I’m an old UT/JCT Driver also,and unfortunately some of what is being said is true, BUT a lot of it was brought on by JCT’s Driver Harassment. While we had some good times under the management of Rudy Cleveland, things went back to the old ways of Screw the Driver at every turn. I recognize the authors of some of the previous remarks from OKC and say you should be ashamed of yourself, JCT was a good Co. for a while and you made A LOT of money. The problem now is the Teamsters are running scared, membership is down and the union leadership are making concessions to the companies that they never would have before. I don’t care where you work or what Industry you work in, there will always be lazy, accident prone people looking to take advantage of the system. JCT is no different, they just didn’t care about their employee’s and were not afraid to let you know it! Chief of Op’s (okc) Royce Leaton used to say ” If you cheat the Co. it’s dishonesty, if the Co. cheats you, it’s just good business” The best thing that ever happened to JCT was the termination of “Puffy” in Lansing, Mi. the worst terminal mgr. in the system

  12. Sean says:

    I’m not saying that all drivers are lazy fakers. Most drivers are just hard working guys that want to earn a nice living to support their family. It’s guys that game the system that screw it up for everybody. If you have a legitimate injury then the company needs to fix you regardless of the cost. However, anybody that scams the system with a fake injury is hurting everybody. I knew a guy who claimed to have hurt himself at a truck stop when he ‘fell’ trying to get into his truck. He bragged about how he was going to get his and screw the company over for not caring. He even went through with a back surgery because he thought that would get him a bigger settlement. Now, his back is really messed up because of the surgery, when there was nothing wrong with it before, (he had said so himself)!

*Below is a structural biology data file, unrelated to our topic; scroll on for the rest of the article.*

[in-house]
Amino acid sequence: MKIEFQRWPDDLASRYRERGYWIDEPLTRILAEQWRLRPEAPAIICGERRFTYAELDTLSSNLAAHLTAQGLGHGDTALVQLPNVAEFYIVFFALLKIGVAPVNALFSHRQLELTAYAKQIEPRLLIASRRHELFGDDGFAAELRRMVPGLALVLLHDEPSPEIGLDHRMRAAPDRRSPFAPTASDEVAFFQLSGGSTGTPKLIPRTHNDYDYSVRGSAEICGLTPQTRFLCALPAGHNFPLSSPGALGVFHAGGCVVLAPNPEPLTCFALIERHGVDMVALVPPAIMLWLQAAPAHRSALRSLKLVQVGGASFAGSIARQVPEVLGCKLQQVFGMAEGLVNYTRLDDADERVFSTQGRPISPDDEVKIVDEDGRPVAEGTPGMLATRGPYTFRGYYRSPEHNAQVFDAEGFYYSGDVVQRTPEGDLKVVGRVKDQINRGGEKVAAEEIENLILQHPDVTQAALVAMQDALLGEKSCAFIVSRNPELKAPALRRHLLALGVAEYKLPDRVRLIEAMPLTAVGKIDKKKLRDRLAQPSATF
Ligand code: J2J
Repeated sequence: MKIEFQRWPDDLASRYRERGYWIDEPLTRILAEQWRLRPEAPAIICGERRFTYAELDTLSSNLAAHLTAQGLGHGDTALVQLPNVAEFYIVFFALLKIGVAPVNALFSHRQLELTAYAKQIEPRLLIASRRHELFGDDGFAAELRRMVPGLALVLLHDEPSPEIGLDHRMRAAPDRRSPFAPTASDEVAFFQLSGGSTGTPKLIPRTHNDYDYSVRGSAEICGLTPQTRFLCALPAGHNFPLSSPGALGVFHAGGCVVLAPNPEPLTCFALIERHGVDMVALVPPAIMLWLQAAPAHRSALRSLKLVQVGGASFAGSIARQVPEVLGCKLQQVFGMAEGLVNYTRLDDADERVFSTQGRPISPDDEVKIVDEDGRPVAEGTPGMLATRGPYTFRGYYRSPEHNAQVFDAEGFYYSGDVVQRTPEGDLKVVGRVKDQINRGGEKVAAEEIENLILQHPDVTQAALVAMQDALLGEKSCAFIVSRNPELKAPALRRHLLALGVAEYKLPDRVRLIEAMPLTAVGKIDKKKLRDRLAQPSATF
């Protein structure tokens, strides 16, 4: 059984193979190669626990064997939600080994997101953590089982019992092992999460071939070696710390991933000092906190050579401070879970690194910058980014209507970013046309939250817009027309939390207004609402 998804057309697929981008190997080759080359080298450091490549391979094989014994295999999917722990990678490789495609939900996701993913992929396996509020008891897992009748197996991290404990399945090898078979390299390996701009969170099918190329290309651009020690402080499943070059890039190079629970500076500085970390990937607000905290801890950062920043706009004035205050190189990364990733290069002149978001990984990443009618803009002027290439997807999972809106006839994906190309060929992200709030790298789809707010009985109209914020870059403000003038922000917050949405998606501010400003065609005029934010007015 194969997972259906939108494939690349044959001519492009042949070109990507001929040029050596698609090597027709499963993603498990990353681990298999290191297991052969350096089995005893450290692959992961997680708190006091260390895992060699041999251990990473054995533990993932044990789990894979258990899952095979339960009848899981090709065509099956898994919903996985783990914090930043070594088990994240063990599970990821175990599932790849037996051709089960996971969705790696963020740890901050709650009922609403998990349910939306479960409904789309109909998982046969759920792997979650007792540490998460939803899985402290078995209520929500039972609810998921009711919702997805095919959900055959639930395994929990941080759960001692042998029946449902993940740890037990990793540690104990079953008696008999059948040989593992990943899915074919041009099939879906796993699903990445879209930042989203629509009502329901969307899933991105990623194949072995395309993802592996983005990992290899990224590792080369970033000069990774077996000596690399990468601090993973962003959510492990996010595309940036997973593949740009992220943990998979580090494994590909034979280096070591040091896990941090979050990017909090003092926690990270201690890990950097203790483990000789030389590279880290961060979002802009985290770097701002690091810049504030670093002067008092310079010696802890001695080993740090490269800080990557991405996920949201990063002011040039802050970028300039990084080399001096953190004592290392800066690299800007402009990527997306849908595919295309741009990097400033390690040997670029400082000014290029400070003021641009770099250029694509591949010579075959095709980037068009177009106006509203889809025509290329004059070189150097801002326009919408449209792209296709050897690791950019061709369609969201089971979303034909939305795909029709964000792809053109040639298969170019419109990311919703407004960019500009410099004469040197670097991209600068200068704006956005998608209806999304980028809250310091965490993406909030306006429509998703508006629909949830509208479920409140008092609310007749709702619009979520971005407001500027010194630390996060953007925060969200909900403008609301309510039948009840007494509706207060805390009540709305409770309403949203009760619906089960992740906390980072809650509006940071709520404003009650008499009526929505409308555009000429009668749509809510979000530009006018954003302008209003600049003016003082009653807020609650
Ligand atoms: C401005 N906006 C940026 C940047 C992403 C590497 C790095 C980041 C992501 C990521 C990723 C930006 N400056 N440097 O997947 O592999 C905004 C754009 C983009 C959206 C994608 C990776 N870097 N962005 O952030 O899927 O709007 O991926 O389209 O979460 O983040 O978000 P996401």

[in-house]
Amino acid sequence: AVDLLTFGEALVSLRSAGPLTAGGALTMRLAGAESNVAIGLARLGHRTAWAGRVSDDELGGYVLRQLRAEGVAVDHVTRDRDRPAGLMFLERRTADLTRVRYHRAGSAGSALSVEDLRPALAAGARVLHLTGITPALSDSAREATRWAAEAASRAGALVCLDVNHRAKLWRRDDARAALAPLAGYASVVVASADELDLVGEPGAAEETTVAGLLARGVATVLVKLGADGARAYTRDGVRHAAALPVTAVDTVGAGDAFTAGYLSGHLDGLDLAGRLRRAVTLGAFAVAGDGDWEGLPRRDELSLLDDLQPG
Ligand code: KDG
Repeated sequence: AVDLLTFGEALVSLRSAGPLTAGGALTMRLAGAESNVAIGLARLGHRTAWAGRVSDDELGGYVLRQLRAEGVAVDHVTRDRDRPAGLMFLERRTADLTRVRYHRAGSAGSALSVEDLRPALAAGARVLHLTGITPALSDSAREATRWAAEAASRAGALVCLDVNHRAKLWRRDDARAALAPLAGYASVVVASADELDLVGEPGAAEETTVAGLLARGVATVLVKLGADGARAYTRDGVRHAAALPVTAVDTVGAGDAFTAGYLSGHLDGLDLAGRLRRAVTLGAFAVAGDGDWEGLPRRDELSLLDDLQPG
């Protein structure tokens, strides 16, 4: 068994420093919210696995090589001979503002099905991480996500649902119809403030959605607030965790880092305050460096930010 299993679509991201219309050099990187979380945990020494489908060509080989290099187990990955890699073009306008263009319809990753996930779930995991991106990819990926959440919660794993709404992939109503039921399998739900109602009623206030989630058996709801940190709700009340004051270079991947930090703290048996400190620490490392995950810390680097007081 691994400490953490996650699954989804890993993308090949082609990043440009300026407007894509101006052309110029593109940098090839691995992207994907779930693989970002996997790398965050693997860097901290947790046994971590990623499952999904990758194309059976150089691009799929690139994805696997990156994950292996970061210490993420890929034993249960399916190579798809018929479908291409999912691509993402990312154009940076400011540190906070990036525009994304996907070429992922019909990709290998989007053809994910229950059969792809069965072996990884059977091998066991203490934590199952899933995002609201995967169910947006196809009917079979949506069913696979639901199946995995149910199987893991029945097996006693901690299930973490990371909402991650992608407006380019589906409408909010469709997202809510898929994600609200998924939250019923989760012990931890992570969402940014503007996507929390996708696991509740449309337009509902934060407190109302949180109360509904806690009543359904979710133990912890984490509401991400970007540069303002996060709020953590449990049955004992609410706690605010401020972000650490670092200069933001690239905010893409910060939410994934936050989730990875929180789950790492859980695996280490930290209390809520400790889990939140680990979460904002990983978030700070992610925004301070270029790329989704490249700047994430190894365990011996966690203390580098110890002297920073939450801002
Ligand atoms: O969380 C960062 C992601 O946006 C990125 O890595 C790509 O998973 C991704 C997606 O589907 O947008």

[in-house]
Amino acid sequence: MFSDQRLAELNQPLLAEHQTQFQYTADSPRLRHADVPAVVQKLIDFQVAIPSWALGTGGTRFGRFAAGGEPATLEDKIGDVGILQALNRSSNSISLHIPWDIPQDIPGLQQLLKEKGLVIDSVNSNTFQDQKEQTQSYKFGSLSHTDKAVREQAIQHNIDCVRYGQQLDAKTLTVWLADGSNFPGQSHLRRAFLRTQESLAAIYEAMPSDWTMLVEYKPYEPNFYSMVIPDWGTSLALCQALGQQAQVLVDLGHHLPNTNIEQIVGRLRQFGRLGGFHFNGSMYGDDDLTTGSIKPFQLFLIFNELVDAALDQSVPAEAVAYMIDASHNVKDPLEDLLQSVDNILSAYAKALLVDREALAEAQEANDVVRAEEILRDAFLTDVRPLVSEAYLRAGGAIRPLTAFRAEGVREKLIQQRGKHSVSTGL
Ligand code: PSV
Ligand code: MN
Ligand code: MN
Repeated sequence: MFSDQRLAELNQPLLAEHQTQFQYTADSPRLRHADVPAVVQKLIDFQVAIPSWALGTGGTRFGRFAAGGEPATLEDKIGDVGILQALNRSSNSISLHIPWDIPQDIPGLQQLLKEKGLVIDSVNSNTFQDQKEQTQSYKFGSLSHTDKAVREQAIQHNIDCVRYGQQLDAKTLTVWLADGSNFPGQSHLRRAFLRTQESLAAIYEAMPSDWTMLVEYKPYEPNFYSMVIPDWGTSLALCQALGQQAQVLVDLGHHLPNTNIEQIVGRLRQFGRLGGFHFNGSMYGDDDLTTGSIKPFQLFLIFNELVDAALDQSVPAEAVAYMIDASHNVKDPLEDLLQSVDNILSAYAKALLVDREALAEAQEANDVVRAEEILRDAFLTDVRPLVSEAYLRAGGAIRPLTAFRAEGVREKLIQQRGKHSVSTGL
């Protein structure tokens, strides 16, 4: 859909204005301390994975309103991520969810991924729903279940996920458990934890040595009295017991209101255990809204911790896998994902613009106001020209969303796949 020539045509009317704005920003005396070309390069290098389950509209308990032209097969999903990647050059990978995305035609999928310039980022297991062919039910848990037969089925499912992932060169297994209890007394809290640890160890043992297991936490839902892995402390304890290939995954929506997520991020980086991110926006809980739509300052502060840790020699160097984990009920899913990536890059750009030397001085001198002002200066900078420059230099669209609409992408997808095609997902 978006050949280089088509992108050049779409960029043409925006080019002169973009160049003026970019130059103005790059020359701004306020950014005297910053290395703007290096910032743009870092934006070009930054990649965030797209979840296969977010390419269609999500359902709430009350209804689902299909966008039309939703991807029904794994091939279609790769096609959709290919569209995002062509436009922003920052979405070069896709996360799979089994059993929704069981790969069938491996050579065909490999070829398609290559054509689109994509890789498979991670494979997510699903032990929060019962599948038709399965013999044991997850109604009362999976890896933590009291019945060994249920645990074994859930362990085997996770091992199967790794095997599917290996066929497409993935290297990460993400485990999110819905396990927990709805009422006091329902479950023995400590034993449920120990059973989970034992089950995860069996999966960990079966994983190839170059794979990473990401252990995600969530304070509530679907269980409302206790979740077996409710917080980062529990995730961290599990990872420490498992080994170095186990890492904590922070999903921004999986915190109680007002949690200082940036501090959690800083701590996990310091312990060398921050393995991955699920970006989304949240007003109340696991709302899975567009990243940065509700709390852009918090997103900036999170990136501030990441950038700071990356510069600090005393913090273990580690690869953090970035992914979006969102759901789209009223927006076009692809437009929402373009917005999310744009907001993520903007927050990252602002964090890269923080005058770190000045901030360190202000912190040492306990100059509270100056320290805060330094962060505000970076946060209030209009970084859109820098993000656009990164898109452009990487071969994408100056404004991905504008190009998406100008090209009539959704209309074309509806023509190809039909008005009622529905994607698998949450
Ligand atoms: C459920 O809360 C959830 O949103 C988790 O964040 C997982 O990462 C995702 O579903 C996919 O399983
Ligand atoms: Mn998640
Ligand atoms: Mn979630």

Now the company is out all that money for all the medical bills, for all the downtime and a replacement driver. Not to mention the fact that the company now has to pay much higher workman’s comp insurance. But, the company is going to want to make the same amount of money in profits, so either they jack up their haul charges or they lay off other workers so they can make the same profit. So, who is really hurt, the guy that is faking the injury or the poor guy that gets laid off because someone else was faking? You tell me.